Unfortunately, the dedicated HeyMelody application is at the opposite extreme. It is entirely useless and useless. With its help, you can only view the charging status of the headphones and change the operation of the touch panels. There is no equalizer or even dedicated listening modes. And these headphones would be helpful.


Battery Type440mAh Lithium-Ion480 mAh Lithium-Ion
Battery LifeUp to 24hUp to 24h
Charging PortUSB Type-CUSB Type-C
WirelessQi Wireless Charging Qi Wireless Charging

Oppo Enco Air- The manufacturer also put a lot of effort into the battery. While the headphones themselves offer about 4 hours of listening to music on a single charge, with the case, we can recharge them up to 5 times so that the final operating time can oscillate around an impressive 24 hours.

The case supports fast charging, and when connected to the power for about 10 minutes, it can accumulate energy for about 8 hours of listening, which is a considerable advantage, especially if you are in a hurry and want to make music with you.

Oppo Enco W51- Oppo announces “only” 3 hours 30 minutes with ANC in a single charge, 4 hours without ANC, and between 20 and 24 hours including the charging case. The number of recharges via the box, which is very important given its size, suggests that the battery’s capacity integrated into the headphones is short.

Without reaching the approximately 2 hours 30 minutes of the Freebuds 3i, the Oppo Enco W51 barely got the 3 hours 10 minutes in practice (via ANC).

Audio Quality

How is Oppo Enco Air? When you put the headphones in your ears for the first time, it seems pleasant and balanced, with a slightly withdrawn bass that does not come to the fore.

Later, longer music sessions only confirm this impression. The headphones play more on the warm side. At lower volume settings, they are polite and downright enjoyable. However, listening to more energetic tracks louder reveals the first drawbacks of the set: the upper parts of the sound become much more dominant, the bass escapes somewhere, and the treble becomes squeaky and a bit irritating.

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The headphones reproduce a pretty broad stage, which can successfully fit many instruments. They can be distinguished from each other. The sound also gives an excellent sense of spaciousness.

Then the bass pleasantly accompanies the upper tones and can even bring out something. With more robust sounds, however, it gets too flat for this price range. So these are not headphones for listening to even DNB, but they are much more suitable for calm house, pop or rap.

The sound became less flat, a bit deeper and even more pleasant. There is a potential in Oppo Enco Air, but you need to get it out because the factory settings are very average.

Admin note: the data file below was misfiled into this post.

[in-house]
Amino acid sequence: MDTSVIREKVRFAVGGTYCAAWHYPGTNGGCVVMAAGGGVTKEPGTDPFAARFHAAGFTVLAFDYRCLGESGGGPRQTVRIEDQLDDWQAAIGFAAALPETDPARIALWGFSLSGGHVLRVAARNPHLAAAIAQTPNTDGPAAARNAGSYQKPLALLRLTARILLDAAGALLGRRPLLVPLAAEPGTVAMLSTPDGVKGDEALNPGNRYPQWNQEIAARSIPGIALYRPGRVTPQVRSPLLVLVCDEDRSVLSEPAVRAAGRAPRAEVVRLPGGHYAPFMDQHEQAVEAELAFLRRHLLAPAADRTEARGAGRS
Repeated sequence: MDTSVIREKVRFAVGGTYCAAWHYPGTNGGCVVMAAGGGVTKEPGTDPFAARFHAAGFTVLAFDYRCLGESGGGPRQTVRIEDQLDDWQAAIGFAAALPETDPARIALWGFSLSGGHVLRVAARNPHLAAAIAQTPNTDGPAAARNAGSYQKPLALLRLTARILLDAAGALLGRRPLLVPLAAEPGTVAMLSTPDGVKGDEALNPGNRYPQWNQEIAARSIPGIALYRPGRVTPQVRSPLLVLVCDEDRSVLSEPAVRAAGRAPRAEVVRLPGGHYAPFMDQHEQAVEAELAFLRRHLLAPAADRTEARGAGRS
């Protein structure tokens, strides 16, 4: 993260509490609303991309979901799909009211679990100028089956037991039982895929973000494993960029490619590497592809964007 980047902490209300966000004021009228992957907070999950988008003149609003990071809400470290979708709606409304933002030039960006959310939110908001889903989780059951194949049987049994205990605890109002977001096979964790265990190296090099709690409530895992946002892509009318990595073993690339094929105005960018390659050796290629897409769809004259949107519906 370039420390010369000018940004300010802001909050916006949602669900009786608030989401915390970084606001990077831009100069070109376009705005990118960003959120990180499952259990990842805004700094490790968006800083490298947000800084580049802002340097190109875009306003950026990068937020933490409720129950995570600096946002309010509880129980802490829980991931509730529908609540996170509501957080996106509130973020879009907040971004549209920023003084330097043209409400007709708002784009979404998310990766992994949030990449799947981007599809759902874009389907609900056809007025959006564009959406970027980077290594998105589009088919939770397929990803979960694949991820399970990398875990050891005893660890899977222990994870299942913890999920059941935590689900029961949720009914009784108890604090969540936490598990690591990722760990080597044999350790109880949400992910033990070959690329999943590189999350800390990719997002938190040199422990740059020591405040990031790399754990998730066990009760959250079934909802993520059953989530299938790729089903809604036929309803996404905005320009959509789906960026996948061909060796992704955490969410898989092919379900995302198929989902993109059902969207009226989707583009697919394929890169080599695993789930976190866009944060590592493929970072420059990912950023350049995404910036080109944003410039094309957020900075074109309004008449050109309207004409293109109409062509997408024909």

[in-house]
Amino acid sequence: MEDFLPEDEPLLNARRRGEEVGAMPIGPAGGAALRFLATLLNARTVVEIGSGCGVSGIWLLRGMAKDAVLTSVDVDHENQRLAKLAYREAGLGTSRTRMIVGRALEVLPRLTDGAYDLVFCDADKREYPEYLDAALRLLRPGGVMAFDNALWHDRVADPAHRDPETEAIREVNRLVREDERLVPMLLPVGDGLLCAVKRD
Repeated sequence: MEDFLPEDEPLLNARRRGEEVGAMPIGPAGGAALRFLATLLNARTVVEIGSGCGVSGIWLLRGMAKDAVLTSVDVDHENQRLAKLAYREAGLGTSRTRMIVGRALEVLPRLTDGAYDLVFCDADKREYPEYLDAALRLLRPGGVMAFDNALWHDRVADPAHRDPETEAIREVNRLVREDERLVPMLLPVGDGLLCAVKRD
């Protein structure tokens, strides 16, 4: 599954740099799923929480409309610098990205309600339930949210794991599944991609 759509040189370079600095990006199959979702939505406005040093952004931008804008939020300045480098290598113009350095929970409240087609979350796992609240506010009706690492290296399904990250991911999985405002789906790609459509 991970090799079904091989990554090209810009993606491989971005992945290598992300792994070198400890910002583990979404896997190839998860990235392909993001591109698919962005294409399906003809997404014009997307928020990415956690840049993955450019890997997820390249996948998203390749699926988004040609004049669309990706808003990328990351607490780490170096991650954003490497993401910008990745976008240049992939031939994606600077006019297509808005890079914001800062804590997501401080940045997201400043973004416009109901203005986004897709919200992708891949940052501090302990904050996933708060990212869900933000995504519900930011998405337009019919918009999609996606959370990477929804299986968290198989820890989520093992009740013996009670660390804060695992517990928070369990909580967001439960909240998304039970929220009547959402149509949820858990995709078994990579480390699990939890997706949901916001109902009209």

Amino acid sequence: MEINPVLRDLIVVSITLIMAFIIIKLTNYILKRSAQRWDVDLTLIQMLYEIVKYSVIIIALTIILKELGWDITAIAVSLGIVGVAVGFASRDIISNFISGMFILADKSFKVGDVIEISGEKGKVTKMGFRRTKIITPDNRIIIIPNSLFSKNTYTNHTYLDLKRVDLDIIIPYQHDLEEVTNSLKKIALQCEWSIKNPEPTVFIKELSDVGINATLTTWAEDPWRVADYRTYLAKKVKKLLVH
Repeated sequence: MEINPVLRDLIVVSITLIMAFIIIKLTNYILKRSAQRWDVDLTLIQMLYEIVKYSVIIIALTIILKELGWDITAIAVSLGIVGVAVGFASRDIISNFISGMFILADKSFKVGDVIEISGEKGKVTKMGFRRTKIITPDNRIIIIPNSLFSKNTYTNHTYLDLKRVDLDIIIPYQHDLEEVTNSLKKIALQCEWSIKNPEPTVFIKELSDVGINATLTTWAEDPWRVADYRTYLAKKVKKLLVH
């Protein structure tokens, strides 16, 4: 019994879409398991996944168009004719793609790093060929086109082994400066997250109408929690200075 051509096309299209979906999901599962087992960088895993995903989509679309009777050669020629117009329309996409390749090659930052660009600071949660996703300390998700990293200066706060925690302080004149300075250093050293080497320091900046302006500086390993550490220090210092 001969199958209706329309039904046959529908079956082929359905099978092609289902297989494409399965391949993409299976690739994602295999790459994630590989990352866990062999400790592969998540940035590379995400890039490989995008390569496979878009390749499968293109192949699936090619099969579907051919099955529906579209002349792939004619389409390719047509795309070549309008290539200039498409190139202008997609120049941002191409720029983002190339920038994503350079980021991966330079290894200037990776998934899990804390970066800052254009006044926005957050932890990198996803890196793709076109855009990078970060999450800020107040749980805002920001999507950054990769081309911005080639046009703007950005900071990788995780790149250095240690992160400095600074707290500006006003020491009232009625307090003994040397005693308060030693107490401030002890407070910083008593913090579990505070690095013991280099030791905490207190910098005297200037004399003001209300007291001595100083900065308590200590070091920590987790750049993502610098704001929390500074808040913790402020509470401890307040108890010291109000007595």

The headphones reproduce a pretty broad stage, which can successfully fit many instruments. They can be distinguished from each other. The sound also gives an excellent sense of spaciousness.

The built-in microphone also deserves praise, reducing noise using a dedicated artificial intelligence algorithm. 

The Enco X are in the best sound in their price range, the Enco W51 are certainly less ambitious because carried by a single dynamic transducer of 7mm, but succeed already very well in their bet.

A good notch below their big brothers (equipped with a balanced armature transducer for this frequency) in the treble, the W51s are already quite comfortable in this sector, far from most of the competitors’ artificial rendering less than 120 USD. There is a slight spike in the treble, but without exaggeration, to bring a little more clarity to the listening.

Not aggressive, the W51 puts the bass slightly forward, sloping towards the mids, which gives a reasonably dynamic sound but is not sharp. A significant nuance is still there since this bass/midrange management is slightly different if the ANC is activated or deactivated. Off, the slope is smoother, the low-mids / mids hardly set back, resulting in a very balanced sound.

The low-mids / mids are a little more indented with ANC, resulting in a slightly more timid sound, although the difference is not huge. Still, if the ANC is not essential in a given situation, it is preferable to cut it for better sound quality.

There is more impact in this range, the Creative Outlier Air V2, for example, but the transducers used by Oppo are both quite technical and intelligently tuned (especially ANC off). The model has some similarities with the LG FN7 and FN6, offering a certain smoothness in the listening but allowing itself to be more dynamic and open.


BluetoothBluetooth 5.2Bluetooth 5.0
Wireless range10 meters 10 meters


Costing around 100 USD, Enco Air is a successful attempt to release simply good equipment. The headphones are very comfortable, have a durable battery and are solidly made (maybe apart from the cheap cover of the case).

In terms of sound, it is a bit worse, and we deal with too dominant treble, but playing in the external equalizer does the trick and restores a pleasant sound.

The Oppo Enco W51 is a complete and affordable headphone. A less ambitious and more affordable version of the Enco X. has already been a charming technical sound, efficient ANC technology, and excellent comfort for a complete experience.

A product that had everything to be perfect, but the very low autonomy and overly limited orders leave it at the gates of excellence.